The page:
Brewers Pay Homage to Iowa State Football Player Jack Trice, a Century After His Death

Jack Trice was the first African American to play intercollegiate sports at Iowa State University. A student of animal husbandry, Trice was injured in his second collegiate football game against the University of Minnesota and died two days later on October 8, 1923. He was 21 years old. News reports said that he was trampled by opposing players and suffered severe internal injuries.

In 1984, the turf at Iowa State University’s Cyclone Stadium was named Jack Trice Field. In 1997, the facility was renamed Jack Trice Stadium. It is the only major college football stadium in the United States that is named for an African American.

Now as the 100th anniversary of his death approaches, two breweries are honoring the legend of Jack Trice. Peace Tree Brewing Company of Knoxville and 1st Down Brewing of Winterset, Iowa, are marketing “Legend,” a red corn ale. Some of the proceeds from the new brew will benefit the Trice Legacy Foundation, an organization that seeks to enroll more Black students at Iowa State University.

Blacks are just 3 percent of the 25,000-member undergraduate student body at Iowa State University.

Related Articles

Leave a Reply

Get the JBHE Weekly Bulletin

Receive our weekly email newsletter delivered to your inbox

Latest News

In Memoriam: O. Jerome Green, 1954-2024

President of historically Black Shorter College O. Jerome Green passed way unexpectedly on April 8. Since he became president in 2012, the college has experienced record-breaking enrollment and graduation rates, created new academic programs, and established the STEM Center for Academic Excellence.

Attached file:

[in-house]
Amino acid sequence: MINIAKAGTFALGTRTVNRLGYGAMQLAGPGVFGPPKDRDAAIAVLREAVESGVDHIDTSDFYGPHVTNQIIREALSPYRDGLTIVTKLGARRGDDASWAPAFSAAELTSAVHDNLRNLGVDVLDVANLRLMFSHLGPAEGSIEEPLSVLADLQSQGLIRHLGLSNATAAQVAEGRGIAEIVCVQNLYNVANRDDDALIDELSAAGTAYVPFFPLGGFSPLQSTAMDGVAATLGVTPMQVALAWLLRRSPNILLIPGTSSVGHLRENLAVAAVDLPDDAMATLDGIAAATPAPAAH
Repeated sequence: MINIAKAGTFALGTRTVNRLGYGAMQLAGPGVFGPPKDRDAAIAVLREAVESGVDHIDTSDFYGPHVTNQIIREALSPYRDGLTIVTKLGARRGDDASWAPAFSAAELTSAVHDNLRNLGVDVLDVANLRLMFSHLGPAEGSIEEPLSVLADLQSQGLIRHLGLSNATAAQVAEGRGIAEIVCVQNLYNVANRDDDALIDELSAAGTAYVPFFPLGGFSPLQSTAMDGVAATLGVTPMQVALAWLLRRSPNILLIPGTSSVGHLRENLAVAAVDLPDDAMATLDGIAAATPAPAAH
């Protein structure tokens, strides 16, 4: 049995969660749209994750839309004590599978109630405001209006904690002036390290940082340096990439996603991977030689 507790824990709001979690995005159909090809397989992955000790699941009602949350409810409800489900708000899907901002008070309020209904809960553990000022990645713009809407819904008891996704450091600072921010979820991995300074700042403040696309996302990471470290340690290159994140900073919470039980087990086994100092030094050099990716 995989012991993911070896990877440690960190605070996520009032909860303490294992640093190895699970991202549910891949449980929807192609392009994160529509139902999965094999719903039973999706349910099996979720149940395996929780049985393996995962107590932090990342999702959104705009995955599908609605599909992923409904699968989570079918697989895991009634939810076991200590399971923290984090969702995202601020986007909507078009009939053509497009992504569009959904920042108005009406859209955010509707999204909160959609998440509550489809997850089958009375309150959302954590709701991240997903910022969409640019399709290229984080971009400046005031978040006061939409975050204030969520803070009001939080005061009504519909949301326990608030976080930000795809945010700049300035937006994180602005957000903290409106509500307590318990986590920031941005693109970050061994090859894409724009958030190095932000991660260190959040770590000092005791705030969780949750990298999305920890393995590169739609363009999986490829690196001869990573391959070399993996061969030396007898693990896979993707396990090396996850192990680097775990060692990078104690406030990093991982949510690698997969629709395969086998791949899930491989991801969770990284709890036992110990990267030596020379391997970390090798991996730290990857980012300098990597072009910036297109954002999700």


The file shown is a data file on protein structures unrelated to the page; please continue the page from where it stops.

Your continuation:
Federal Report Uncovers Lack of Faculty Diversity and Delay in Federal Discrimination Complaint Processing

In addition to a lack of diversity in higher education faculty, the report revealed a frequent delay by the Department of Education when referring discrimination complaints to the Equal Employment Opportunity Commission.

Christopher Span Appointed Dean of Rutgers University Graduate School of Education

Dr. Span, professor of education policy, organization, and leadership at the University of Illinois, is a scholar of African American educational history. He has experience in both academic and administrative leadership positions.

Lingering Mistrust From Tuskegee Syphilis Study Connected to COVID-19 Vaccine Reluctance

African Americans who lived within 750 miles of Tuskegee, Alabama, were more reluctant to receive the COVID-19 vaccine than their White neighbors, as well as Black Americans from other United States regions. The authors attribute this finding to lingering mistrust of public health services as a result of the Tuskegee Syphilis Study which ran from the 1930s to 1972.

Featured Jobs